Saturday 9 July; Finally!
The bird that I'd been alluding to in my previous flashback blogs, finally came home to roost when we travelled up to Bempton Cliffs to see the very rare Red-tailed Shrike that had already spent a few weeks on and close to the RSPB reserve. The Turkestan Shrike, as it also sometimes called, forms one half of a species pair with the Isabelline Shrike but has slight differences in appearance, voice and range. Both birds hail from Central Asia and both are very rare migrants to the UK. We'd seen two Isabelline Shrikes before, remarkably both were within just two miles of each other in an area of the South Devon coast but a year apart. The Red-tailed Shrike would be a lifer, my 396th species seen in Britain.
By the time we made the trip, the Shrike had moved to the overgrown part of a farmyard about a mile walk from the parking area at the RSPB visitor centre. The walk was along the cliffs which would be the usual focus of attention when visiting Bempton. It was difficult to ignore the thousands of seabirds that filled the air as we walked but we'd come for the rare Shrike so just about managed it. We'd spend some time with Puffins and the like later. The only bird that I stopped to admire on the way was a fine Corn Bunting that rattled its car keys as it perched on an ear of wheat.
|Corn Bunting (Emberiza calandra)
We joined around twenty others at the farmyard, paid our "fee" to the farmer who had graciously allowed us all onto his land and studied the scrubby area at the back of a lawned area. Apparently this was the garden to the farm house but was typically adorned with broken down tractors and machinery and I'm sure that if you looked hard enough then you'd find a bottomless hole full of goodies such as dead cows and kitchen sinks (Handsome Family reference right there). We got our first view of the Red-tailed Shrike only five minutes after arriving when it suddenly appeared in the hawthorn hedge.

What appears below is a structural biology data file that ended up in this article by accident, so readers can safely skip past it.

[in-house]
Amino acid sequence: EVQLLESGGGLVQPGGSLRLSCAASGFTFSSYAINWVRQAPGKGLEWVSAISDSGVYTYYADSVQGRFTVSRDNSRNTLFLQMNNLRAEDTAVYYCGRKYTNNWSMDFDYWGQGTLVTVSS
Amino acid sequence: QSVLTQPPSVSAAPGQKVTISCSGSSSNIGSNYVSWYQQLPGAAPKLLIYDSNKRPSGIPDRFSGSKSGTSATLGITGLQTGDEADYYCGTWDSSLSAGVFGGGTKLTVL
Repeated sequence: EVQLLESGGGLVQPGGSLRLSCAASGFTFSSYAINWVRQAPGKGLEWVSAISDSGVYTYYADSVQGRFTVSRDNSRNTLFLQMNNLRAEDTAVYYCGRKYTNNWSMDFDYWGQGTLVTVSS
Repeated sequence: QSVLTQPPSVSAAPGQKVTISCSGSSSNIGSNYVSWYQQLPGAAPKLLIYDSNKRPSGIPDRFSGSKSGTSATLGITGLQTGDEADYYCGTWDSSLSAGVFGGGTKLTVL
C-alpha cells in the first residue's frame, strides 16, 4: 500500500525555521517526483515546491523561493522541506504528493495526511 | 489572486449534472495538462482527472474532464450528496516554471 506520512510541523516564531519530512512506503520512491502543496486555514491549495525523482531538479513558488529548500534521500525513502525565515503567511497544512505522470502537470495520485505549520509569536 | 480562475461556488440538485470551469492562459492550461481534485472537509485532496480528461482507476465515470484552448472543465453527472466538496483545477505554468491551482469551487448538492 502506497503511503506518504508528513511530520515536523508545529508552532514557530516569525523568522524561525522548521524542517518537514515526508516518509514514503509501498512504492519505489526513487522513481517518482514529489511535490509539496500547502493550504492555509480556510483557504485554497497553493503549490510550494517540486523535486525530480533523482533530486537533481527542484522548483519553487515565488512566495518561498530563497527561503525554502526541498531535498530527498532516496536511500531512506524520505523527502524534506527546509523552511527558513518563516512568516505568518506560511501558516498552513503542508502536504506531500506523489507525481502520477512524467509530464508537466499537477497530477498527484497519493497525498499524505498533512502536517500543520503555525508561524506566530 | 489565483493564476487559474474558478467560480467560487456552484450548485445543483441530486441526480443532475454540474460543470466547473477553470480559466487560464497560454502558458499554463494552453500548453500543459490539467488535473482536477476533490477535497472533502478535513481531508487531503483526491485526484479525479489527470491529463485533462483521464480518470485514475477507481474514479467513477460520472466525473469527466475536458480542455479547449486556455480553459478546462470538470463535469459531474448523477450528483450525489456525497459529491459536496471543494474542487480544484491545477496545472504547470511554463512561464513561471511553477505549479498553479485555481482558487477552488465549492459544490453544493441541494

|Red-tailed Shrike (Lanius phoenicuroides)
Shrikes of all persuasions can be active birds and very mobile when hunting but can also sit tight for ages within hedges. This bird was of the less active variety which meant that for the next hour and half I'd take hundreds of very similar photos. I managed to get most of the angles and poses covered and it felt as if this bird knew it was a superstar because it posed like a catwalk model. Not that anyone was complaining about that.
The Red-tailed Shrike was most active on the odd occasion it decided that it needed a snack. We saw it chase and catch bees, a butterfly and a huge green caterpillar (for this Shrike's size) which the bird took several minutes to despatch.
A colony of Tree Sparrows were also residing in the garden and while wary of their temporary neighbour, didn't appear too bothered of it. If it was a Great Grey Shrike then that would be an entirely different matter but Red-tailed Shrikes are not much larger than a Sparrow. With a full memory card we decided that the cliffs demanded a bit of our time. We had seen the fantastic Black-browed Albatross back at the end of May and it had been reported as being in residence again. Nobody could ever get enough of that spectacular creature (read about it here)!
|Tree Sparrow (Passer montanus)
Opposite the gateway that led to the farm was an indent in the high cliffs. We sat by the edge and while enjoying our lunch had superb views of Puffins both stood on the cliffs and flying in and out from them. The Puffins used the updrafts to help with the old air brakes but many looked to be just enjoying the fact that could pull some shapes and stunts.
|Puffin (Fratercula arctica)
Other birds were also enjoying the clifftop breezes but generally I just watched the birds having taken many photos here before. I still took a few photos of course of Razorbills and Guillemots that shared the cliffs with the Puffins. It was fun watching the Gannets as we walked back to the car as well. Sadly we couldn't find the Albatross and it wasn't seen flying around at all that afternoon.
|Razorbill (Alca torda)
|Guillemot (Uria aalge)
|Gannet (Morus bassanus)
Year List addition;
249) Red-tailed Shrike